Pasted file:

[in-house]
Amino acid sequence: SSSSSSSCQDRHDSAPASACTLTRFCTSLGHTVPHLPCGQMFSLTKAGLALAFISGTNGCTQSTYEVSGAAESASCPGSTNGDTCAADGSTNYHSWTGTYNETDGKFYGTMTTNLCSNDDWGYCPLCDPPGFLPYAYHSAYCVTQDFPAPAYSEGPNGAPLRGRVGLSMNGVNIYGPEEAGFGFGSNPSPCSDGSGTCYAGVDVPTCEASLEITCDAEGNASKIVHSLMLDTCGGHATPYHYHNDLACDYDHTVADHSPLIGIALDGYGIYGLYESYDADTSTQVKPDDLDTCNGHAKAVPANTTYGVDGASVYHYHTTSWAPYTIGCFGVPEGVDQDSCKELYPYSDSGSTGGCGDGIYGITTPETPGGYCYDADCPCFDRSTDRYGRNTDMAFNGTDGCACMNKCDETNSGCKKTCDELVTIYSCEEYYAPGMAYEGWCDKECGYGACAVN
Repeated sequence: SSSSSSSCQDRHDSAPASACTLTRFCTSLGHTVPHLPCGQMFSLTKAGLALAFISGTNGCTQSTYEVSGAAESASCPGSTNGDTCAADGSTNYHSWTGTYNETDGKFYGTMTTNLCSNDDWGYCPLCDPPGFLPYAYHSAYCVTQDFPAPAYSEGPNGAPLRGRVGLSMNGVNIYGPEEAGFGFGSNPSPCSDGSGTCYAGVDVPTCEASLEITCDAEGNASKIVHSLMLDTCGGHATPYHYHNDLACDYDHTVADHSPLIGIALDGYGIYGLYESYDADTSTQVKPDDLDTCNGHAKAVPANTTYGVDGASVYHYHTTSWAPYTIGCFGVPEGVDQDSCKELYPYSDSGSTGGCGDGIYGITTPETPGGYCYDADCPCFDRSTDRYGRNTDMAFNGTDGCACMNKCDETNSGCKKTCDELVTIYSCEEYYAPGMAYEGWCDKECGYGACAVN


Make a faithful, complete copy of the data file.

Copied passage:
[in-house]
Amino acid sequence: SSSSSSSCQDRHDSAPASACTLTRFCTSLGHTVPHLPCGQMFSLTKAGLALAFISGTNGCTQSTYEVSGAAESASCPGSTNGDTCAADGSTNYHSWTGTYNETDGKFYGTMTTNLCSNDDWGYCPLCDPPGFLPYAYHSAYCVTQDFPAPAYSEGPNGAPLRGRVGLSMNGVNIYGPEEAGFGFGSNPSPCSDGSGTCYAGVDVPTCEASLEITCDAEGNASKIVHSLMLDTCGGHATPYHYHNDLACDYDHTVADHSPLIGIALDGYGIYGLYESYDADTSTQVKPDDLDTCNGHAKAVPANTTYGVDGASVYHYHTTSWAPYTIGCFGVPEGVDQDSCKELYPYSDSGSTGGCGDGIYGITTPETPGGYCYDADCPCFDRSTDRYGRNTDMAFNGTDGCACMNKCDETNSGCKKTCDELVTIYSCEEYYAPGMAYEGWCDKECGYGACAVN
Repeated sequence: SSSSSSSCQDRHDSAPASACTLTRFCTSLGHTVPHLPCGQMFSLTKAGLALAFISGTNGCTQSTYEVSGAAESASCPGSTNGDTCAADGSTNYHSWTGTYNETDGKFYGTMTTNLCSNDDWGYCPLCDPPGFLPYAYHSAYCVTQDFPAPAYSEGPNGAPLRGRVGLSMNGVNIYGPEEAGFGFGSNPSPCSDGSGTCYAGVDVPTCEASLEITCDAEGNASKIVHSLMLDTCGGHATPYHYHNDLACDYDHTVADHSPLIGIALDGYGIYGLYESYDADTSTQVKPDDLDTCNGHAKAVPANTTYGVDGASVYHYHTTSWAPYTIGCFGVPEGVDQDSCKELYPYSDSGSTGGCGDGIYGITTPETPGGYCYDADCPCFDRSTDRYGRNTDMAFNGTDGCACMNKCDETNSGCKKTCDELVTIYSCEEYYAPGMAYEGWCDKECGYGACAVN